Increased price pressures and poor returns from the marketplace are threatening the future of many of Scotland’s most go-ahead farming businesses.
NFU Scotland this week warned that many businesses with high levels of investment and risk were seriously contemplating significantly altering their business models to reduce their exposure in the face of spiralling costs and flatlining returns.
Not only did such an outcome raise the prospect of a return to more “dog and stick” farming, said union president Martin Kennedy, but it also represented a risk to critical mass in many of the country’s key sectors.
He added: “Make no mistake, a serious cutback in production would have serious knock-on consequences, not only in rural areas but also in the wider Scottish economy, which relies heavily on the processing and value-added opportunities our produce offers to the country’s food and drink sectors.”
As a result of the continued pressures from high fertiliser, fuel and energy costs, together with difficulties in accessing reliable labour, many in the fruit and vegetable sector were taking the decision to return to simpler cropping systems, he said.
Despite accounting for only 1% of Scotland’s farmed area, this sector provides more than 16% of the industry’s gross output.
“Growers are asking themselves why they should take the huge risks of planting broccoli at the cost of many thousands of pounds a hectare when simpler systems offer far less risk” said Mr Kennedy.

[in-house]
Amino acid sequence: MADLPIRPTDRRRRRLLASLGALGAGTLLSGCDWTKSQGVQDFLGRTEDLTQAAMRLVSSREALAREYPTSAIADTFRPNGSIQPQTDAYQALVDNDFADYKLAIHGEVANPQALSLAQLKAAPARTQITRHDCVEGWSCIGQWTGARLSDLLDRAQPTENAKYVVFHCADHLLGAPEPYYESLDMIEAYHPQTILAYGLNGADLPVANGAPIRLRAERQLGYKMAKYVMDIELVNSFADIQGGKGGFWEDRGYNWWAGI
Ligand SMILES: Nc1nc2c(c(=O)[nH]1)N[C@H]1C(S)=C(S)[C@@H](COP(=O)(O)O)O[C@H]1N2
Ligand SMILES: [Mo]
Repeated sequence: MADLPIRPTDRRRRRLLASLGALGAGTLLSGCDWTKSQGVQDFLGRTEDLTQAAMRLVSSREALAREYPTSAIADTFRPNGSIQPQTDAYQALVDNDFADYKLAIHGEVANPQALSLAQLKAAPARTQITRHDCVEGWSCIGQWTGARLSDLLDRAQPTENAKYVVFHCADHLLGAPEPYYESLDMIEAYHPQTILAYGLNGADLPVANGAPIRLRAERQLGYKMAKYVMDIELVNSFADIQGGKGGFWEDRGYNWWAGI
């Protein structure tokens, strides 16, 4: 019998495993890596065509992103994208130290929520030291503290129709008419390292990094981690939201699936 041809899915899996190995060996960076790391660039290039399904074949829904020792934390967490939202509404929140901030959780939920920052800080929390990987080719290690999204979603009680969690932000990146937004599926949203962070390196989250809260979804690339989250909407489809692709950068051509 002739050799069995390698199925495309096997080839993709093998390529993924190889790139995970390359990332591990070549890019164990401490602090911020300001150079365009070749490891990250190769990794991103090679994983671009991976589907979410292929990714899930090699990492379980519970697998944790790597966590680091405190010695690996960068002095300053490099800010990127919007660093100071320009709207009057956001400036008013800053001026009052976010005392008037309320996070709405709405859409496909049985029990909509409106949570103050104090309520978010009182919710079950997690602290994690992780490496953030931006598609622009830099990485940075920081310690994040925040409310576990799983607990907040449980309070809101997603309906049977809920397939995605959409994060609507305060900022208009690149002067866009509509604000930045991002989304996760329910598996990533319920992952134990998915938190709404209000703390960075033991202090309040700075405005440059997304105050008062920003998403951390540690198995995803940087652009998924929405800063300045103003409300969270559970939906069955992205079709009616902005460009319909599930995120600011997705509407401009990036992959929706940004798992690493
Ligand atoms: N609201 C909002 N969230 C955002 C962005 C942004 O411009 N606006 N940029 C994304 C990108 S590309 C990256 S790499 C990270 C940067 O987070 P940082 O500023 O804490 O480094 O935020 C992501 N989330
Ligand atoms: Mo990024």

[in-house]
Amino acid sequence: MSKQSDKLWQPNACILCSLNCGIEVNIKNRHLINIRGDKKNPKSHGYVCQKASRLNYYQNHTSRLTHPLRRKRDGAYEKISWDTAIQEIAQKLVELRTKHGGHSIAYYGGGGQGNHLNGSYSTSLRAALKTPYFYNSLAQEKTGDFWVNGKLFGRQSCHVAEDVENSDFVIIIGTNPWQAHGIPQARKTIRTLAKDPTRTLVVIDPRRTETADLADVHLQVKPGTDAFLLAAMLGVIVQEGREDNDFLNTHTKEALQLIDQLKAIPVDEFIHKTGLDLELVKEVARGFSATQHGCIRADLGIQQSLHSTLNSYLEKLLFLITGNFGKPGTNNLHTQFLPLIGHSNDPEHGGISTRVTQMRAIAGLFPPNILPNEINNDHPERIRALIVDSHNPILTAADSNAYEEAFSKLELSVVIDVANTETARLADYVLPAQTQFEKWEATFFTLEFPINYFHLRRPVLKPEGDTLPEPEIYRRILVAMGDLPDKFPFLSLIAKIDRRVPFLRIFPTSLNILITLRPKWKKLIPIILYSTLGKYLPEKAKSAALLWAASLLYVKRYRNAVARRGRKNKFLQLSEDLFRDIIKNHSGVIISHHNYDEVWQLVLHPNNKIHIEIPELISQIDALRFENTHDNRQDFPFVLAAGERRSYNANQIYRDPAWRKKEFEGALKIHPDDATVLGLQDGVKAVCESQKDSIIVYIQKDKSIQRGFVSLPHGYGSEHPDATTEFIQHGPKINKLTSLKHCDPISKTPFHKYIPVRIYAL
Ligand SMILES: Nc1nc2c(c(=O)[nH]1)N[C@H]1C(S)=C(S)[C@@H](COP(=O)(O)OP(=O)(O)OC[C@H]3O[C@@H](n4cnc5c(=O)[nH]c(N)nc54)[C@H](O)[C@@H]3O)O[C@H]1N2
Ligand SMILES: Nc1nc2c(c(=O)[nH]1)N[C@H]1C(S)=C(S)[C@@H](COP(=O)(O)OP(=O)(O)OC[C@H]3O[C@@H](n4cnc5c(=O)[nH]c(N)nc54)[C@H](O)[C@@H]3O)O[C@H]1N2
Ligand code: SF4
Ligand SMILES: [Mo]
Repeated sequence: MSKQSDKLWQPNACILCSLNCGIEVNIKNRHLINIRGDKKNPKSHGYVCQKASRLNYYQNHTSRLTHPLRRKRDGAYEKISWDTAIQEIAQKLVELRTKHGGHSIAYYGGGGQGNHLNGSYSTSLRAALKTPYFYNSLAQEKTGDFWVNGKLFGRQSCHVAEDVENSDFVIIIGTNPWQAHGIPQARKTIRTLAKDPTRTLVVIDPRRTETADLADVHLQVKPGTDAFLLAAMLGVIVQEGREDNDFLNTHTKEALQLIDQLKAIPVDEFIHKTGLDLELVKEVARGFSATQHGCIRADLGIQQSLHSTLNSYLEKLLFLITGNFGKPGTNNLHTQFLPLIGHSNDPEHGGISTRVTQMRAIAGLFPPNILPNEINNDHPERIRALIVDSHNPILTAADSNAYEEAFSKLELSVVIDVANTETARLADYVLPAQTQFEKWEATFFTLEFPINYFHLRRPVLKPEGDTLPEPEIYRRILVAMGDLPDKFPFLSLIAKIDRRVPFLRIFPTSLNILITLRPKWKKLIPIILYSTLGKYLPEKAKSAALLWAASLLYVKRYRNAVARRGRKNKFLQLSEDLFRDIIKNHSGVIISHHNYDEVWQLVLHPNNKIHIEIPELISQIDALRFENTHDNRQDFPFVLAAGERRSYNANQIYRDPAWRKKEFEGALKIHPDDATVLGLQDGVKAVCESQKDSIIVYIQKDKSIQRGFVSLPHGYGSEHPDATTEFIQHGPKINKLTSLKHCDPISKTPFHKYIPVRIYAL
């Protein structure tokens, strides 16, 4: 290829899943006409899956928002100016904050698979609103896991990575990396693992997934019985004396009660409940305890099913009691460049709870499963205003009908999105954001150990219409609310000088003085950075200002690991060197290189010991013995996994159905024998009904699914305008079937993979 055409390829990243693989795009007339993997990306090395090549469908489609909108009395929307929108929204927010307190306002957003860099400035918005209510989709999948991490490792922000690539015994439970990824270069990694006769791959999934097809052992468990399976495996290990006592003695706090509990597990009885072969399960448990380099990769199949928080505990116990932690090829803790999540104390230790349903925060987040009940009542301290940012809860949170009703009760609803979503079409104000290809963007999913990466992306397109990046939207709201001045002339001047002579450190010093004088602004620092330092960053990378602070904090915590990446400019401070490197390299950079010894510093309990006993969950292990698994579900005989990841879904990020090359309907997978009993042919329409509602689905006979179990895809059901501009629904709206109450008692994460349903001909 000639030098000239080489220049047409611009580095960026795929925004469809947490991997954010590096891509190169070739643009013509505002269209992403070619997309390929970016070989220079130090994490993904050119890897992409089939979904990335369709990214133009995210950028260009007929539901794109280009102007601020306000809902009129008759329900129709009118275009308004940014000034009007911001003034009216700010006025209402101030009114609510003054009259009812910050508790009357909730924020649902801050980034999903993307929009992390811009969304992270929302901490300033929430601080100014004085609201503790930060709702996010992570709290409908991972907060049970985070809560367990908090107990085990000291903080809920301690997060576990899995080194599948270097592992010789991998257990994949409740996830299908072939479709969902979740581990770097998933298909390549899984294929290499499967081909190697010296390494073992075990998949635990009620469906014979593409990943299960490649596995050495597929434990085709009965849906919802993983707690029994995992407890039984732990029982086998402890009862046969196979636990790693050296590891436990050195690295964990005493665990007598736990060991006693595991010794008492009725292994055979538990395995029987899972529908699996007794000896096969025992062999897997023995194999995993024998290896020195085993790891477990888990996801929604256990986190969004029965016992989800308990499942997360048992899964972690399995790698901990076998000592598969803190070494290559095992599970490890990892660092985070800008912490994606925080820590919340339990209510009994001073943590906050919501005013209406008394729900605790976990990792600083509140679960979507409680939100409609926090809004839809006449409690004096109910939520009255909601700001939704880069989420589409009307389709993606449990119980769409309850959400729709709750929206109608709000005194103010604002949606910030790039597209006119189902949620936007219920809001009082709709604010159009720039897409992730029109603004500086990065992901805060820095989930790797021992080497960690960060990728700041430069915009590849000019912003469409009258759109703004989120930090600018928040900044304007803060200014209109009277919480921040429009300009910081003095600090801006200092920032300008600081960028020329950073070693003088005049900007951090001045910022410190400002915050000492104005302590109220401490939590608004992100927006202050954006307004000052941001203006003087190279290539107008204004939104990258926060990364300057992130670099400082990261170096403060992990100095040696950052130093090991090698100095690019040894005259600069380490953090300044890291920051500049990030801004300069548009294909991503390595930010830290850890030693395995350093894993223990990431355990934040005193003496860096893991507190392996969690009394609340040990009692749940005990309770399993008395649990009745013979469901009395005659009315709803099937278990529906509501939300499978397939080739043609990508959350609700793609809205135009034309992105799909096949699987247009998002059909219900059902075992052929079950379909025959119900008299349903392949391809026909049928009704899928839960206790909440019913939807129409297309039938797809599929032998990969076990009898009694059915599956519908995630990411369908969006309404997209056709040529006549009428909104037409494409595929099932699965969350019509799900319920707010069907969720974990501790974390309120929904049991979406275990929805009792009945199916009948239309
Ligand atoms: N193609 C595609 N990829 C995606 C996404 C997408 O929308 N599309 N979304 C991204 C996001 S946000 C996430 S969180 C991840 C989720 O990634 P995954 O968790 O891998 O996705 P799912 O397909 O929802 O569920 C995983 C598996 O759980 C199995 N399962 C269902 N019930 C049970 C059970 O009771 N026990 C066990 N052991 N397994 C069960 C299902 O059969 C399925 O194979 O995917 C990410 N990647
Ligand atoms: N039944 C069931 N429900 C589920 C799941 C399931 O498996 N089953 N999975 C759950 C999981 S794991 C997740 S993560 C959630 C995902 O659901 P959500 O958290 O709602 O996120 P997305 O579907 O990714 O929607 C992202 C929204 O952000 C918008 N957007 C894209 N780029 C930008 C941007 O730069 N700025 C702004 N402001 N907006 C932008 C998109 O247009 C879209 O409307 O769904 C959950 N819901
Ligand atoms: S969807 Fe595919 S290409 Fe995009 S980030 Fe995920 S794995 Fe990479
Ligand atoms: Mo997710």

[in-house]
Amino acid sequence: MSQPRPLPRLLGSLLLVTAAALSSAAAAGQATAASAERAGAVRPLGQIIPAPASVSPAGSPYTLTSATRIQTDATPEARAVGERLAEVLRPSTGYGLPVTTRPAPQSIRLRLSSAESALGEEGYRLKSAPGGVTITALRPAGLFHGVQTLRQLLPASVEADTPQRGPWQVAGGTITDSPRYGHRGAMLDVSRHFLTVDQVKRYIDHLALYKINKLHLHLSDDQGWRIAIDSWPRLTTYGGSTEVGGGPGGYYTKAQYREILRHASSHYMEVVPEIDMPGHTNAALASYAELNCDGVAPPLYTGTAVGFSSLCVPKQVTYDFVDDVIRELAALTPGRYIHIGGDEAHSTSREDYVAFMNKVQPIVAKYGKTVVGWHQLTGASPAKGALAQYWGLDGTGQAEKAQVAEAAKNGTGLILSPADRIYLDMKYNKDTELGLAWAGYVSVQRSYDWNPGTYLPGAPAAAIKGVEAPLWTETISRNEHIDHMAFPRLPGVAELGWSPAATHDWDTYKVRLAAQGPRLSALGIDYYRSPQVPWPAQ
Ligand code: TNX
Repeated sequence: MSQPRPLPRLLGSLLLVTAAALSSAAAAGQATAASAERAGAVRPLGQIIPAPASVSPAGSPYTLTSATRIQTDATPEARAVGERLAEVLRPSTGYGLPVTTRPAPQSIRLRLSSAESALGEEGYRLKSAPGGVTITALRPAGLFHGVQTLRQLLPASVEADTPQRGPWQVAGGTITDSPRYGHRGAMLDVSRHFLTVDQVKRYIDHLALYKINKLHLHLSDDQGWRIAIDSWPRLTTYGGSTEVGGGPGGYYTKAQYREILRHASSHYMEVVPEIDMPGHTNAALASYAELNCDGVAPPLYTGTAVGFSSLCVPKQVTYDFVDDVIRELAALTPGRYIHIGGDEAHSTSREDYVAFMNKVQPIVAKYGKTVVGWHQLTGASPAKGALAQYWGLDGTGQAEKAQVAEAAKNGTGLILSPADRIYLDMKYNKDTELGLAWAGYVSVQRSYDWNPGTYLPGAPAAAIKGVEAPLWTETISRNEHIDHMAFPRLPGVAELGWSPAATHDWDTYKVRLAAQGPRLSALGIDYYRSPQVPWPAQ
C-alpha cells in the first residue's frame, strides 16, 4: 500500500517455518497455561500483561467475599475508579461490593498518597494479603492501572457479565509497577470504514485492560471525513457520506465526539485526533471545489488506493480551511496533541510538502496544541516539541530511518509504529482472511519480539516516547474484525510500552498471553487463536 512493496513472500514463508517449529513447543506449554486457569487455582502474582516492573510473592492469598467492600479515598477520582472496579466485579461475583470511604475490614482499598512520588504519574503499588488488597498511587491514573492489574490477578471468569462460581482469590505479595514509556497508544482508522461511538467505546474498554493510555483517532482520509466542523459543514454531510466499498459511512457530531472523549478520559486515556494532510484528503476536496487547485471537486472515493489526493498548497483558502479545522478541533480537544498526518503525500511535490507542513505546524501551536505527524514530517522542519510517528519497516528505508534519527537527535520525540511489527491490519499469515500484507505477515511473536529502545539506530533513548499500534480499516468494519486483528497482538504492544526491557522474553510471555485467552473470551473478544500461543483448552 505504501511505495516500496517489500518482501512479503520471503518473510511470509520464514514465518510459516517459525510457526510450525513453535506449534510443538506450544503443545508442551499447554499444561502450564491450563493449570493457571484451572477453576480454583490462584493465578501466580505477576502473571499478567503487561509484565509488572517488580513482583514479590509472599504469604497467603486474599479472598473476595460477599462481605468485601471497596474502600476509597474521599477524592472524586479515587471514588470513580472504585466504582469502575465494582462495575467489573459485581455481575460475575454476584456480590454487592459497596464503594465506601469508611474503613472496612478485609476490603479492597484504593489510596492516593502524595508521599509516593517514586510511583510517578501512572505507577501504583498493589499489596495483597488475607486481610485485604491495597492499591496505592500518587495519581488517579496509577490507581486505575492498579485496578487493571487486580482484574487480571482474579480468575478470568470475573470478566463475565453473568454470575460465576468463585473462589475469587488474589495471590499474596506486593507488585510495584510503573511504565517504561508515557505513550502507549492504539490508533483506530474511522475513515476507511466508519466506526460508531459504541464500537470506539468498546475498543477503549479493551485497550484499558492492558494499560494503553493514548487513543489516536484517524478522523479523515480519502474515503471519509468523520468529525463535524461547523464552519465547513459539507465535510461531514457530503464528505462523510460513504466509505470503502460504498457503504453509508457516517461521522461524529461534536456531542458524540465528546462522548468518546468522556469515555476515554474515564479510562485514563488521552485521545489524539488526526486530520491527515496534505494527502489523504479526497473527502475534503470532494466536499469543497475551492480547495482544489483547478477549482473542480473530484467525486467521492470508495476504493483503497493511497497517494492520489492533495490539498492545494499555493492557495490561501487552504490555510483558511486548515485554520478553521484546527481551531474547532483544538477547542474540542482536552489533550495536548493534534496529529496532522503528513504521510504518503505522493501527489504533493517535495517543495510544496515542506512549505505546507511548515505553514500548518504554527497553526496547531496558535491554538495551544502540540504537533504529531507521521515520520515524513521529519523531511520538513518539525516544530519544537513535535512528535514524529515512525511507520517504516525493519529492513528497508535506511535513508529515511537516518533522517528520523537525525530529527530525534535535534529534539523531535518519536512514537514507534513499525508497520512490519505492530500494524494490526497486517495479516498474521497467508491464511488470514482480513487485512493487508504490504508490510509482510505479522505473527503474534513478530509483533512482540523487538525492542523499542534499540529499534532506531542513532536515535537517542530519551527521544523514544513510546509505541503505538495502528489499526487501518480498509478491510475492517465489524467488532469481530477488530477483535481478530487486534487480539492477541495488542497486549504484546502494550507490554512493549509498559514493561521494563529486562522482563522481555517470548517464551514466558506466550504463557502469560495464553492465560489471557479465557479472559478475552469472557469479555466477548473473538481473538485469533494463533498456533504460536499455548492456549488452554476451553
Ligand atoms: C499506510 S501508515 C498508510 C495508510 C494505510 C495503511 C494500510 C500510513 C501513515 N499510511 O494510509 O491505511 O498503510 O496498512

He revealed that following on from the highly successful “short-term intention” survey the union published in June, it was set to launch another to gauge the mood of the industry.
“The earlier survey got more than 340 responses – and showed that across all sectors over 92% were seriously considering major changes to their businesses in the face of the price pressures that arose in spring. And those pressures have only intensified as the year has progressed,” he said.
NFUS policy director Jonnie Hall said the results would give the union clear evidence when it was involved in discussions with governments and retailers.
“It would be fair to say that governments sat up and took notice when we showed them the figures that were released at the Highland Show.”
Mr Hall said that the survey had clearly shown the threat to the egg sector at the time – and despite claims from retailers that avian influenza was responsible for shortages on the shelf, the figures had shown that this accounted for only 3% of the reduction in supply, whereas a fall in producer investment had resulted in more than 20%.
Martin Kennedy to stand unopposed for second term
Martin Kennedy will stand unchallenged for the role of president of NFU Scotland at its AGM in February, it has been revealed.
But while Mr Kennedy, who was first elected in 2021, will take up his second two-year stint, there will be an election for the two vice-president positions.
The incumbent vice-presidents, Andrew Connon from Aberdeenshire and Robin Traquair from Midlothian, will be joined by Alisdair Macnab in the contest.